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tr.v. be·lea·guered, be·lea·guer·ing, be·lea·guers
1. To harass; beset: We are beleaguered by problems.
2. To surround with troops; besiege: The enemy beleaguered the enclave.

[Probably Dutch belegeren : be-, around (from Middle Dutch bie; see ambhi in Indo-European roots) + leger, camp; see legh- in Indo-European roots.]

be·lea′guer·ment n.


a blockade or siege
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A prolonged surrounding of an objective by hostile troops:
References in periodicals archive ?
Later events in Iraq, Syria, and Bahrain--plus rising anti-Shia sentiments in Egypt, the Maghreb, and Turkey--have increased the Shia sense of beleaguerment.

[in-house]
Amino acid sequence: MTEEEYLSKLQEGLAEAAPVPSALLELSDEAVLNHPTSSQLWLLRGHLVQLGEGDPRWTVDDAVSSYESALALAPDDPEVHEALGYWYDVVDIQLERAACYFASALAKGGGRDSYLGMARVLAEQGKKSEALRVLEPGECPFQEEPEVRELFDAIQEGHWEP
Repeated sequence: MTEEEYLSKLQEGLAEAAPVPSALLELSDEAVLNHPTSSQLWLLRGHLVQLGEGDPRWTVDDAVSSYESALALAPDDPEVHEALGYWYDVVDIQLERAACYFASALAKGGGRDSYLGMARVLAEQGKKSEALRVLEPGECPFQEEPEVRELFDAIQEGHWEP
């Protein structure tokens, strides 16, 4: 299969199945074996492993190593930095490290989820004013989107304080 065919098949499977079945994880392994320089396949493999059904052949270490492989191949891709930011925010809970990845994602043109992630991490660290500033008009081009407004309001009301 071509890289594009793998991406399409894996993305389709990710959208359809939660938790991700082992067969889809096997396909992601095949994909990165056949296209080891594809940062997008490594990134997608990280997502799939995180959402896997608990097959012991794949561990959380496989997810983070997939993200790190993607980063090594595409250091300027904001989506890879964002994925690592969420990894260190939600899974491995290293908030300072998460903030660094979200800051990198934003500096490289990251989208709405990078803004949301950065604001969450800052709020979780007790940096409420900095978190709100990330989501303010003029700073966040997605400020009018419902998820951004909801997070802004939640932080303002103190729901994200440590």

That this was so can be attributed, at least in part, to the sense of beleaguerment felt by Irish Protestants, and it is appropriate therefore that the collection opens with John Gibney's exploration of the memory of 1641 in the section devoted to 'aspects of ascendancy'.
It has served to increase the community's growing sense of beleaguerment caused by dwindling numbers and political influence and, in particular, by the frenzied anti-Israel feeling dominating public discourse.